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Top Executive Recruiters Tell New College Grads How to Reach the C-Suite

How do new grads figure out which first job to take if the road to C-Suite success looks more confusing than imaginable?


The Street | August 3, 2016


The Street featured Russell Reynolds Associates' Nada Usina in a video segment on "Top Executive Recruiters Tell New College Grads How to Reach the C-Suite." She is also quoted in the accompanying article on the same topic. To watch the video, click here. The article is also excerpted below.

 

NEW YORK (TheStreet) -- As 2016 college graduates leave the comfort of campuses nationwide and turn onto the mean streets of the working world, finding that first job starts feeling a lot like queuing up at the starting line - for a marathon they never trained for. Many of these fresh new minds look to be the future executives of tomorrow, but right now they still don't know too much about a 401K.

So how do they - no matter how smart, no matter what school, no matter the pedigree - figure out which first job to take if the road to C-Suite success looks more confusing than imaginable? For starters, consider the advice of three top-flight executive recruiters who work with major CEOs throughout the U.S. and abroad. They know where you want to end up, and they certainly know the best place to get a jump start and chart the path ahead.

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Importantly, open your eyes to learning opportunities beyond formal training programs. "In your first job you're going to be learning a ton regardless of what you're doing," said Nada Usina, Managing Director and lead of the technology sector at New York-based Russell Reynolds Associates. After nearly 2,000 hours in class, you know a thing or two about Plato or physics - but you don't know much about being an employee just yet.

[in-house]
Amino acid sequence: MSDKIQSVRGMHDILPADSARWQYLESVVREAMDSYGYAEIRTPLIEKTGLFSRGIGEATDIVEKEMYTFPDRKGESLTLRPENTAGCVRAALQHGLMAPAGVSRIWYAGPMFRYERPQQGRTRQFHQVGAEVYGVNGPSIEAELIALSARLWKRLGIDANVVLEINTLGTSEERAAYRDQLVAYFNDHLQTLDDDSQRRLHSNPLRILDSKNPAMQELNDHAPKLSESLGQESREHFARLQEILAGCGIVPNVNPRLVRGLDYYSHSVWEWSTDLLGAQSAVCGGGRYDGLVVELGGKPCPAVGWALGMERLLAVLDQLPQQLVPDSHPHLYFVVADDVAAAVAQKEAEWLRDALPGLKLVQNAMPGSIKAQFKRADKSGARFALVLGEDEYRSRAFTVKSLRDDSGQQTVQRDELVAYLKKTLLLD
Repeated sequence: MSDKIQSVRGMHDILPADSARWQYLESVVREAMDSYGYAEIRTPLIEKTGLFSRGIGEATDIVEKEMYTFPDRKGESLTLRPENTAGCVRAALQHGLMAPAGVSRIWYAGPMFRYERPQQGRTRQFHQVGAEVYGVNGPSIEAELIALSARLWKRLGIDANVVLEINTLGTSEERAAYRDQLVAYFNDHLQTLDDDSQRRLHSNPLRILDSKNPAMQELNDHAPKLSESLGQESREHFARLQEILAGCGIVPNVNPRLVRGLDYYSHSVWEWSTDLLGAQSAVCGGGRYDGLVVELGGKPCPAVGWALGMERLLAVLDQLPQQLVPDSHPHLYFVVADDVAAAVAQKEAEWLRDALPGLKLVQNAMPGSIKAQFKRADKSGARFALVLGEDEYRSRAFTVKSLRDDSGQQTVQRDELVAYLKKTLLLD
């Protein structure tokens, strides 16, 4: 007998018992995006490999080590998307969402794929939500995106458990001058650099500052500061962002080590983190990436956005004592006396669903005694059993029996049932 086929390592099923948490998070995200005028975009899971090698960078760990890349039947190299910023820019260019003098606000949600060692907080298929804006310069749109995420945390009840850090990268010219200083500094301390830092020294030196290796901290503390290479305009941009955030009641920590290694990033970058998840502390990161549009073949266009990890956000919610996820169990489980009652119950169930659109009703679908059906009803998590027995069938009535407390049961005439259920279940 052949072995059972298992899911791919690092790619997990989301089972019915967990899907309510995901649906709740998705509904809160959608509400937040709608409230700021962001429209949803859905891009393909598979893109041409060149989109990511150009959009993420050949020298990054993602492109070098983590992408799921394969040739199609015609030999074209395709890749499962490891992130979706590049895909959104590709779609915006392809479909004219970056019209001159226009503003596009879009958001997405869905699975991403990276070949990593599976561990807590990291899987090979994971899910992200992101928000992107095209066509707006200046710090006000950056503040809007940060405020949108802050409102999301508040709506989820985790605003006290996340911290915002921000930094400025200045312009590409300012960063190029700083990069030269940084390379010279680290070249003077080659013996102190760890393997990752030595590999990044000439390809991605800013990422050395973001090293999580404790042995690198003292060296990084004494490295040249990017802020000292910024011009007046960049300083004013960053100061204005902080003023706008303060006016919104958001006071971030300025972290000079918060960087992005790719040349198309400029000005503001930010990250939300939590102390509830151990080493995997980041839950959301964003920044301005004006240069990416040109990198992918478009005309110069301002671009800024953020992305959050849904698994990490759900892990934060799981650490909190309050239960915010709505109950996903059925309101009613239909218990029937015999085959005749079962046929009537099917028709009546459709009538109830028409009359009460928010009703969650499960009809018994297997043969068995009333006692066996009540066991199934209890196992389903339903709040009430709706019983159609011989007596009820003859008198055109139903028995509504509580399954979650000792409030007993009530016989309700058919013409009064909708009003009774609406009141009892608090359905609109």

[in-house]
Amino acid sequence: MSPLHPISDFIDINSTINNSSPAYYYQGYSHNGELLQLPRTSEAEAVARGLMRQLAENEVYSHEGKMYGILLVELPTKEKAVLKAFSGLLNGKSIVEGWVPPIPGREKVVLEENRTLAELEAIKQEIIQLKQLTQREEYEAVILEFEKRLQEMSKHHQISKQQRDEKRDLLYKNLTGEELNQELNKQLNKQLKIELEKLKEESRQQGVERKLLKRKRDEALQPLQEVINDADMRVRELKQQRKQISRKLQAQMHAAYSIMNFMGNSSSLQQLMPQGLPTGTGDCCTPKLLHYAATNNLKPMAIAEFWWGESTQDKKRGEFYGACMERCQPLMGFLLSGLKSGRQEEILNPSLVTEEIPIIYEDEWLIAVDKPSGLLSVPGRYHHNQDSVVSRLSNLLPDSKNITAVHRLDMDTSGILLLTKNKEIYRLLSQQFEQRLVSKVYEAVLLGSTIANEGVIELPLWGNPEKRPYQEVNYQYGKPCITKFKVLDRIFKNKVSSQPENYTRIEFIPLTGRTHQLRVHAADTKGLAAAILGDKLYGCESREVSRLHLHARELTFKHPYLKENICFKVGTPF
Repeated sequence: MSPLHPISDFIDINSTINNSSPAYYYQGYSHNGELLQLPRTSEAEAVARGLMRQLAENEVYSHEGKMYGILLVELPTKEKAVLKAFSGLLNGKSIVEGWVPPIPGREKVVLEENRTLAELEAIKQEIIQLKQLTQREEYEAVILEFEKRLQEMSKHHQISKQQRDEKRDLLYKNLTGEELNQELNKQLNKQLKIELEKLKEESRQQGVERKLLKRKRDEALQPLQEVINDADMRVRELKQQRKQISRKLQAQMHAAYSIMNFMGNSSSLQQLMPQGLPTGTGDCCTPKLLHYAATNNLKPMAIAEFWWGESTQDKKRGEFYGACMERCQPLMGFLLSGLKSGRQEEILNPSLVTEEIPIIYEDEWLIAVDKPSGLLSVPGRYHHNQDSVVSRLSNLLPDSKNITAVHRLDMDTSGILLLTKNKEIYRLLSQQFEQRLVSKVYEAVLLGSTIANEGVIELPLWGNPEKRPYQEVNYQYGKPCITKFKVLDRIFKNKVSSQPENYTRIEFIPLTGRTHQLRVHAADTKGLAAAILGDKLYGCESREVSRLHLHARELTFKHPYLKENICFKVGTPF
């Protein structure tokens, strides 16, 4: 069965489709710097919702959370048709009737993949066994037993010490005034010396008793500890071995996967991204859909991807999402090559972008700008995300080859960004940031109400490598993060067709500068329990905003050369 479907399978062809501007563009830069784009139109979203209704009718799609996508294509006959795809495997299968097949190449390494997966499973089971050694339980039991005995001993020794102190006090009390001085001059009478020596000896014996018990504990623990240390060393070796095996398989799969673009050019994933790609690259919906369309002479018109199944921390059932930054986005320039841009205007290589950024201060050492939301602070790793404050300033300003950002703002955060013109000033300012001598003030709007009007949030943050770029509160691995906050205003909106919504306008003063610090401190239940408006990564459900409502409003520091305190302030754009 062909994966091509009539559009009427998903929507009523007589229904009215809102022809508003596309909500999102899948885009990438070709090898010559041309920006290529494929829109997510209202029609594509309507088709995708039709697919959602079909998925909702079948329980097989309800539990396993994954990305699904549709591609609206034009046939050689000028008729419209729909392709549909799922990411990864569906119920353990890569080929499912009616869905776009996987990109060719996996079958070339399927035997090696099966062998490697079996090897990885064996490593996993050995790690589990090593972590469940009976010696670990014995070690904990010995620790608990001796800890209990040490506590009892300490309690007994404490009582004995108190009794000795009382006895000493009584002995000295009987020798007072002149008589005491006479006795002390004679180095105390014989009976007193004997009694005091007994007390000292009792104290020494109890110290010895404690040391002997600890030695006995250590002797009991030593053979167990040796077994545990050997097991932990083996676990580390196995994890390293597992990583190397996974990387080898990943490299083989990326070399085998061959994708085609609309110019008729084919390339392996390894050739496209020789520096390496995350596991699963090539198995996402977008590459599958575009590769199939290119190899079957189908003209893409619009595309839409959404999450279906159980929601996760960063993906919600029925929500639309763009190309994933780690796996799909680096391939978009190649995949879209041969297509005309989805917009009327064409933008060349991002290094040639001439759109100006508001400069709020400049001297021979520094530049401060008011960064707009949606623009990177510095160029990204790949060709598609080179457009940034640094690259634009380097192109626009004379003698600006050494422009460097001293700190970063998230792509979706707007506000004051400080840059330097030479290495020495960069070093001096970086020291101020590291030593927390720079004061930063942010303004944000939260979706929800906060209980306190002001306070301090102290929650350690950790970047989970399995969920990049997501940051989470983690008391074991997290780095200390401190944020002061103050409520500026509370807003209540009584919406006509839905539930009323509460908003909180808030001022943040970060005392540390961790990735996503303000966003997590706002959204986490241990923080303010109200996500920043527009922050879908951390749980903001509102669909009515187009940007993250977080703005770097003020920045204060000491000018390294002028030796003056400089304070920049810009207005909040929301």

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The job where you'll learn the most is usually also the one that frightens the living daylights out of you. Try embracing that fear. Usina said that executives look back fondly on the risks they've taken, even if they were scary at the time. "Those are roles where they were stretched out a little bit over their skis, where the job was a bit of a rush and had a serious requirement to learn."

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Russell Reynolds Associates' Usina suggests looking online to learn more about an employer. From Yelp (YELP) to Glassdoor.com, there's no shortage of places where you can find reviews from real employees giving the inside scoop on their bosses and the culture. Figure out what kind of people and atmosphere make you tick, and go from there.

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Keep in mind, the first job isn't forever. "Careers are longer today," Usina said, "and a lot more interesting than the kinds of careers our grandparents or even our parents had. More often than not, people undergo several shifts over one career."

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Tech has variety, from massive organizations to smaller companies looking to take over the field," Usina said. "Roles in technology can vary widely based on age and stage of the company." Take a closer look at tech, because chances are there's a job there you'll love.

To read the full article, click here.

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Top Executive Recruiters Tell New College Grads How to Reach the C-Suite